The rules for the extension are the same as Perl's (see perldoc perlrun): if the extension includes no ``*'' then it is appended to the original file name, If the extension does contain one or more ``*'' characters, then each ``*'' is replaced with the current filename.
If this option is used the XML declaration is updated (and created if there was none).
Make sure that the encoding is supported by the parser you use if you want to be able to process the pretty_printed file (XML::Parser does not support 'latin1' for example, you have to use 'iso-8859-1')
This prevents a bug (see BUGS) but uses more memory
xml_pp foo.xml > foo_pp.xml # pretty print foo.xml xml_pp < foo.xml > foo_pp.xml # pretty print from standard input
xml_pp -v -i.bak *.xml # pretty print .xml files, with backups xml_pp -v -i'orig_*' *.xml # backups are named orig_<filename>
xml_pp -i -p pre foo.xhtml # preserve spaces in pre tags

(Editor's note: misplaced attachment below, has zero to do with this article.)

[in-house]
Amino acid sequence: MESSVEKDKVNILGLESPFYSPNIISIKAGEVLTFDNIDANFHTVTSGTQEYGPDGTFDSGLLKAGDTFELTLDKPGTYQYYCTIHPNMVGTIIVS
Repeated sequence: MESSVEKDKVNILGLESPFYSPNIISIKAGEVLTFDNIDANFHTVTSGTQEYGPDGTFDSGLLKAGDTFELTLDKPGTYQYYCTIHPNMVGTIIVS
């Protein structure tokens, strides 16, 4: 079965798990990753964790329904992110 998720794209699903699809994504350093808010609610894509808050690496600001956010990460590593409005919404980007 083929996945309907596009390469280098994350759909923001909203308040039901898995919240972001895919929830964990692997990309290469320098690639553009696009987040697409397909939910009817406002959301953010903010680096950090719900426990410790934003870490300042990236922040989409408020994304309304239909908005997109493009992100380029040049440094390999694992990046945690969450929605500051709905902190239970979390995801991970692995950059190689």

xml_pp -i.bak -p 'pre code' foo.xml # preserve spaces in pre and code tags xml_pp -i.bak -p pre -p code foo.xml # same
xml_pp -i -s record mydb_export.xml # pretty print using the record style
xml_pp -e utf8 -i foo.xml # output will be in utf8 xml_pp -e iso-8859-1 -i foo.xml # output will be in iso-8859-1
xml_pp -v -i.bak -f lof # pretty print in place files from lof
xml_pp -- -i.xml # pretty print the -i.xml file
xml_pp -l foo.xml # loads the entire file in memory # before pretty printing it
xml_pp -h # display help
will be output as
Using the "-l" option solves this bug (but uses more memory)